Edit An answer suggested returning an IEnumerable<string> to allow lazy streaming of results as well as to eliminate unnecessary copying. The tradeoff is that ordering is not preserved, and the code logic (at least, the way I tried it) is a bit less simple. But the quick changes I made to allow such a sequence are the following. First, inside the Add method, only storing matches to the specific prefix

if (this.Comparer.Equals(word, this.Prefix))
{
// keep each match - preserves number of matches as well as differences
// if the comparer allows insensitive equality
}


And then the FindMatches method

public IEnumerable<string> FindMatches(string searchPrefix)
{
if (searchPrefix == null)
throw new InvalidOperationException("Cannot search on null strings");

if (this.Comparer.Equals(searchPrefix, this.Prefix))
{
return this.Items.Concat(this.ChildNodes.SelectMany(n => n.Value.FindMatches(n.Key)));
}
else
{
string childKey = searchPrefix.Substring(0, this.Prefix.Length + 1);
if (this.ChildNodes.ContainsKey(childKey))
{
return this.ChildNodes[childKey].FindMatches(searchPrefix);
}
else
{
return Enumerable.Repeat(string.Empty, 0);
}
}
}


Instead of returning a collection, why not return an IEnumerable? Then you would perform no list copying, and it would be low cost to return an Enumerable that actually recurses through all the children lists.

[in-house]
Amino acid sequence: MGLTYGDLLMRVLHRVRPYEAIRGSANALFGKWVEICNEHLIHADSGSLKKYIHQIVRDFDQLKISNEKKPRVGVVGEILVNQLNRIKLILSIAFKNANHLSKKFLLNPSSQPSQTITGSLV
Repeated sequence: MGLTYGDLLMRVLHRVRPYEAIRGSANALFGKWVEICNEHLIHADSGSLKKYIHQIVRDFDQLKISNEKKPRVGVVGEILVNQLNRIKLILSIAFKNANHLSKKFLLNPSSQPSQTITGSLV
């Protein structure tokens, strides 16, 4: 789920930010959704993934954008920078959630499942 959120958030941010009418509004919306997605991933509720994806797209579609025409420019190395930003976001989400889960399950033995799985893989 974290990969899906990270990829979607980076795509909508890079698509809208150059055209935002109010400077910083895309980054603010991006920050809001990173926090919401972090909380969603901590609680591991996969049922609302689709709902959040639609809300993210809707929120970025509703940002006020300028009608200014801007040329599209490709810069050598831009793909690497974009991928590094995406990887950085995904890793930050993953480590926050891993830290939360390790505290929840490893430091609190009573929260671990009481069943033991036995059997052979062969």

• If you have a coding suggestion for the IEnumerable<string> approach, I would welcome it. I wrote such an implementation, found it a bit more messy in terms of code and logic, but I recognize the tradeoff. For example, in my approach, order is preserved, logic is relatively simple, but there is more memory utilized and results cannot be lazily streamed. +1, though. – Anthony Pegram May 2 '11 at 23:28
• If the order you want to preserve is sort order, then as long as you traverse the childNodes in sort order, and maintain the child lists in sort order, you should get the results in sort order. ab[cde] all come before ac[abf]. – Phil H May 3 '11 at 13:22
• @Phil, I was thinking more of preserving a non-sorted original order, such that if the original input was "million", "millimeter", "milan", then a search for "mil" would return the results in the same order. I have an idea for how to still arrive at that result even with an IEnumerable approach and without excessive copies, which is basically to keep a single copy of the original list as an ordering mechanism for the otherwise decentralized output. – Anthony Pegram May 3 '11 at 17:19